Tuesday, 17 July 2012


It's just over two weeks since I completed climb No.100 at the top of Box Hill. Surprisingly, this 'final' post has taken longer than any other to write, simply because I've found it strangely difficult to put into words how I feel after completing one of the biggest challenges of my life.

Physically, I've been feeling very tired but in a deeply fatigued kind of way - much more than after the first two legs. Maybe knowing that I haven't got any unfinished business has allowed me to 'switch off'. I was certainly 'switched off' when I got back on the bike after 4 days rest - pedalling in squares would be a positive spin on how that particular training session went!

Things have improved over the past few days but I've yet to hit to that rich vein of form which can come from an extended period of training overload - often referred to as 'super-compensation' in coaching terms. What's that I hear you say? 20 years too late?? Mmm....let's move on, shall we?!

Mentally, it's been strange. So many things happened over the time period - not just one hundred separate climbs/starts/finishes etc - that I've found it difficult to settle and reflect on anything in particular. I feel like I'm staring at a picture postcard stand (the type that you awkwardly try and keep revolving as you browse, while someone else on the other side tries to pick a card out) but it's spinning too fast to concentrate on any one image.

Probably just need more time to get back into a 'regular' pattern. The whole planning and organisation aspect was very stressful, both before and during the challenge and I think I might be 'crashing' a bit from that.

Some memories do pop into my head and stay there a bit longer than most though.

The sun setting at the the top of Bealach-Na-Ba is not an image you forget easily nor is the clear view across Dartmoor from the top of Widecombe as the the light begins to fade.

A frustrating recurrence throughout the whole 'campaign' was the lack of ANY kind of mobile phone signal. I had no idea huge parts the South West, Wales, Scotland, the Lake District, Pennines and Yorkshire Dales are devoid of the services of the UK's major network suppliers! Those of you kind enough to send Tweets, Facebook posts and texts who wondered why there was such a slow response - that's why.

On the subject of social media, it was of course one of the key tools in publicising the challenge and the fund raising background to it. The total raised so far is admittedly not quite what I was originally hoping for but as many have pointed out, it's a tough time for everyone to either raise or donate funds. 

Which makes it all the more appreciated when donations did/do come in.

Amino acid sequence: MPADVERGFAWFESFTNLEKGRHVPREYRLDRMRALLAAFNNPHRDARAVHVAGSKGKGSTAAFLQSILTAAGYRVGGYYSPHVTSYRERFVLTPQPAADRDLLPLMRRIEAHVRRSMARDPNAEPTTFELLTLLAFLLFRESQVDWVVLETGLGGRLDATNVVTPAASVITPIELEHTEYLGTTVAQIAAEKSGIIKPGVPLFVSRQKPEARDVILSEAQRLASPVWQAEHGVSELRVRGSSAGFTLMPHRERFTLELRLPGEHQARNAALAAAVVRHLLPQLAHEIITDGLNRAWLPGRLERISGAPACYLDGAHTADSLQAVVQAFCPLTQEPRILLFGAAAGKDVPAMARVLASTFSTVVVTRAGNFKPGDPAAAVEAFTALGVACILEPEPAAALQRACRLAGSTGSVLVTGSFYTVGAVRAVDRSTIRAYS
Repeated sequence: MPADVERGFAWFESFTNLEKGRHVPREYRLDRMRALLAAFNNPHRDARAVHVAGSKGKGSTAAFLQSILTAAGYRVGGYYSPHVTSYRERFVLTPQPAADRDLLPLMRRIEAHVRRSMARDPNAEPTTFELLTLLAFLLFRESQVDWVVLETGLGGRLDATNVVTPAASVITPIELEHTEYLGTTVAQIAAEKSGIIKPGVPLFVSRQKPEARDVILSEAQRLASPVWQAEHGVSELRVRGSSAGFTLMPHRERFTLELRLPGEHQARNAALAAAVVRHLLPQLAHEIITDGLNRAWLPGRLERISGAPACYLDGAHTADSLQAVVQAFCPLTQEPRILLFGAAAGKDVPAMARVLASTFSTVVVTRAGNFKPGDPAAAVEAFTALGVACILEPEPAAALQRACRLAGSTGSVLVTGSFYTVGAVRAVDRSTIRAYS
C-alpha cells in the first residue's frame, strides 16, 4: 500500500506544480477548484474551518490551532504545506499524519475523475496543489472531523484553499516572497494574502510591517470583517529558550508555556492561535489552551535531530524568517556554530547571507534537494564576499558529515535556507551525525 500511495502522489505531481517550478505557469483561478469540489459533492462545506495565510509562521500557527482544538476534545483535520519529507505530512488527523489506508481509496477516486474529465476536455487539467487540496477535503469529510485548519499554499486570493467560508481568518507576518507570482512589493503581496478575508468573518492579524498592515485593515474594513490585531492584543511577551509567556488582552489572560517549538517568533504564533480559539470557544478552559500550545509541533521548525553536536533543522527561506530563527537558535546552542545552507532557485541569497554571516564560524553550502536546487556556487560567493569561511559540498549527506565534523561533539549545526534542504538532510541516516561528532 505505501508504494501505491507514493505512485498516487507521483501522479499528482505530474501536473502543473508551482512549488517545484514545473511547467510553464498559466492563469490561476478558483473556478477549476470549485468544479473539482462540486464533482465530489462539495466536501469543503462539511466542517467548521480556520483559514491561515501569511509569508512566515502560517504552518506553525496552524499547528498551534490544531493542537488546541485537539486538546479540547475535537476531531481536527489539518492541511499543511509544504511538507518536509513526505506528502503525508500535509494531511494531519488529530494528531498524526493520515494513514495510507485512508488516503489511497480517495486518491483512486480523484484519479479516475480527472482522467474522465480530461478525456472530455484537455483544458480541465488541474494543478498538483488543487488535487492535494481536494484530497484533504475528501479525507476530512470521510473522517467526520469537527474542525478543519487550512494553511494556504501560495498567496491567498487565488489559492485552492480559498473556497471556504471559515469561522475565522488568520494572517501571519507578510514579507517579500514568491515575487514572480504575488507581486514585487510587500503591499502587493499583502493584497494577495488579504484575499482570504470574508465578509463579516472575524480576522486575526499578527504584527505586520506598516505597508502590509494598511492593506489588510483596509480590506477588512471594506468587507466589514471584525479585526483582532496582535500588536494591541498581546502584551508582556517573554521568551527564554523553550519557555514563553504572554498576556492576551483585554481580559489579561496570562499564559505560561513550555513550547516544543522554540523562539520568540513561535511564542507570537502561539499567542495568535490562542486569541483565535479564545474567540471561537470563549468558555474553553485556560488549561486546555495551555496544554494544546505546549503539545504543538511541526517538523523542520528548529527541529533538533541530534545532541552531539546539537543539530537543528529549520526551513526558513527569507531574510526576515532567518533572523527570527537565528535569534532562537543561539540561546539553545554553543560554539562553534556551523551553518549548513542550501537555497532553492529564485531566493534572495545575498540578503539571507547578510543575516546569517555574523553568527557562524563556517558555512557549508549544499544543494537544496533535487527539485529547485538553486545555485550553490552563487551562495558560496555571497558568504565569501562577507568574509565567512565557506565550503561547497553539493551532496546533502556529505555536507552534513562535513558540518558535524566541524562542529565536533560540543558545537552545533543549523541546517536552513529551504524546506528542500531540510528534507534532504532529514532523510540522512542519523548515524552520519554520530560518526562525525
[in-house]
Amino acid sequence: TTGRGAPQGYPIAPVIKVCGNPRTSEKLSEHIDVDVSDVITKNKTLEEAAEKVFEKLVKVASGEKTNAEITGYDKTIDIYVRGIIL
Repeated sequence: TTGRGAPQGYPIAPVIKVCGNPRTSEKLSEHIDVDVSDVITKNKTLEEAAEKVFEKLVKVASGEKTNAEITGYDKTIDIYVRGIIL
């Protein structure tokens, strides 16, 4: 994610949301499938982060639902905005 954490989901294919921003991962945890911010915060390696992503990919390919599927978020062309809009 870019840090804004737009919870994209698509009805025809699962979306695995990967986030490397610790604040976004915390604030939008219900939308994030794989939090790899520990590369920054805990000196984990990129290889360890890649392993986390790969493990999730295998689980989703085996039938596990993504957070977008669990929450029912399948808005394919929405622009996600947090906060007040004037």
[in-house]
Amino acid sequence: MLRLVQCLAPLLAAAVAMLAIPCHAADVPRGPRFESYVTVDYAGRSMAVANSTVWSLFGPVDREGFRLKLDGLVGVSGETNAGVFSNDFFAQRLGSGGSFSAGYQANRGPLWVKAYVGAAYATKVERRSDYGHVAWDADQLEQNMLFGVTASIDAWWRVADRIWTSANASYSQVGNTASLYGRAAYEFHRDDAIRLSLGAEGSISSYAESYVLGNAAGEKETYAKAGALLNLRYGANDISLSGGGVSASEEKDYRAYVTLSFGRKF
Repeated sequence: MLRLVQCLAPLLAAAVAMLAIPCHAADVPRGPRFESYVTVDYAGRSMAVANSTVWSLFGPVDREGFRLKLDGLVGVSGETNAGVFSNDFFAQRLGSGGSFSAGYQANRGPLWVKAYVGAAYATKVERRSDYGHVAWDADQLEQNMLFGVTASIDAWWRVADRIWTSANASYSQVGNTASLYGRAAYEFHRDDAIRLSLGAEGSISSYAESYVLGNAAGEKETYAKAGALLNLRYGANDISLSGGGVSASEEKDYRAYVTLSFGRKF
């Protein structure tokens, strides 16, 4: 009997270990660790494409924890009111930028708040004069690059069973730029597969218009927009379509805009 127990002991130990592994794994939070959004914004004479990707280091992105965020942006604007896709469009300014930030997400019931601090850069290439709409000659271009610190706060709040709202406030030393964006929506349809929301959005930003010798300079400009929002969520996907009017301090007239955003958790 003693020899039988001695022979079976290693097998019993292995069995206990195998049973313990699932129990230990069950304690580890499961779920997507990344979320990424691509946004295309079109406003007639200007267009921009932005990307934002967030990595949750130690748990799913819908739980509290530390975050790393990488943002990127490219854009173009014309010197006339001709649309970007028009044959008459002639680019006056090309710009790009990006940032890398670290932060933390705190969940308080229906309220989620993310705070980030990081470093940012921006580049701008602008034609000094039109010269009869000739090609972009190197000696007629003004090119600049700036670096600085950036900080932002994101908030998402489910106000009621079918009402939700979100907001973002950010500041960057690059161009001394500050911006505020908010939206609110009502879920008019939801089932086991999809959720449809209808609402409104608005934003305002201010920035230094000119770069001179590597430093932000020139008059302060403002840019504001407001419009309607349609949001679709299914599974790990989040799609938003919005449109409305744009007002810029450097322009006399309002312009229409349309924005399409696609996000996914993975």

It seems an age since I completed the practice day and finished the main part of the training phase before starting 5 days later. That practice day was almost a copy of the final day and although I knew the climbs in that loop were't a true indicator of what was to come in terms of difficulty, the process of 'drive-stop-ride-stop-drive etc.' did highlight what was one of the most difficult aspects of the whole challenge. I expected it to be tough and it was. If any of you reading this are thinking of doing your own road trip challenge - this aspect, not just the steepness of the climbs, is what you should consider in your preparation. Getting out of a car after say, a 30-120min drive and then, with minimal warm up and stretch proceeding to ride/grovel up a 25% incline is not pleasant - at times it can actually make the difference between stopping or carrying on. 

Do that repeatedly and the mental and physiological stress takes its toll, resulting in the body (or at least mine) eventually getting very confused!

The bike went back to Scott Sports last Wednesday and I delivered the car back to MotorLux the following day. 

Whilst I didn't quite have a Tom Hanks/Wilson moment (from the film 'Castaway'), it was a strange feeling to part from two pieces of equipment that had taken me through some far flung corners of the UK and got me over the whole 100 Climbs without missing a beat. I'll miss them.

There's one statistic that I've retrospectively added to the Stats & Thanks post...

Number of punctures: Zero

This is actually quite remarkable given that I was riding one piece tubular tyres (no inner tube) to save weight - these can sometimes be more vulnerable to punctures, especially on rutted, poorly surfaced, flint ridden, cobbled or muddy roads of which there were many. As I've previously mentioned, how I didn't 'flat' riding up Fleet Moss in what was essentially a shallow river flowing against me most of the time, beggars belief. Guardian angels...

It was a wonderful adventure though - some great memories as well as a few scares, all of which I know I'll reflect on myself in due course. It was particularly good to share some of those memories at the time with Helen, Ian and Dec who shared the driving and support duties - as many of you will already know, there are some truly spectacular areas of natural beauty in the UK.

A final thanks to those who've followed 100 Climbs In 13 Days purely through this blog alone (as opposed to Facebook, Twitter etc.). Nearly 20 000 hits has hopefully raised the profile of the Richard Burns  Foundation, it's mission statement and the support they give to those who need it. If you haven't done so previously, why not click on the RB logo now and see what part of this was all about.

Thanks for following and supporting.